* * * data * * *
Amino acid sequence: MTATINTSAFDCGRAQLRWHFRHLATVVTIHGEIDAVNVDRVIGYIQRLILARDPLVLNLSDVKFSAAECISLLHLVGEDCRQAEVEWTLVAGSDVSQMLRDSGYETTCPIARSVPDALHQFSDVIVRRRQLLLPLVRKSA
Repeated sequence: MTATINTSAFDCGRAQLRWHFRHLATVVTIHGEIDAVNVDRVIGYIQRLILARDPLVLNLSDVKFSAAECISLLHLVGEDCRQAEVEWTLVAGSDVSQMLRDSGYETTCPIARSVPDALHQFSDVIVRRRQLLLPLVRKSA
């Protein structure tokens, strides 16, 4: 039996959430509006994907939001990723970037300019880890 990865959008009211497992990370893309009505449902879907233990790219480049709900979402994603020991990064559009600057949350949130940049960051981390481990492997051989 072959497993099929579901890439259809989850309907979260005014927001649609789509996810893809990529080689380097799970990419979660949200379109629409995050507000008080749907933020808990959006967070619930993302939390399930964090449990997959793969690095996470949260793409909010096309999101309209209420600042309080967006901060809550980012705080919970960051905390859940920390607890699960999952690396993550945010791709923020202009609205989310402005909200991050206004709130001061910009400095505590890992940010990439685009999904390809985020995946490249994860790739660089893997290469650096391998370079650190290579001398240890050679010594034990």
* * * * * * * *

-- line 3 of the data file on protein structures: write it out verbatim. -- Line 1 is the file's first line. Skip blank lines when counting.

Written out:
């Protein structure tokens, strides 16, 4: 039996959430509006994907939001990723970037300019880890 990865959008009211497992990370893309009505449902879907233990790219480049709900979402994603020991990064559009600057949350949130940049960051981390481990492997051989 072959497993099929579901890439259809989850309907979260005014927001649609789509996810893809990529080689380097799970990419979660949200379109629409995050507000008080749907933020808990959006967070619930993302939390399930964090449990997959793969690095996470949260793409909010096309999101309209209420600042309080967006901060809550980012705080919970960051905390859940920390607890699960999952690396993550945010791709923020202009609205989310402005909200991050206004709130001061910009400095505590890992940010990439685009999904390809985020995946490249994860790739660089893997290469650096391998370079650190290579001398240890050679010594034990």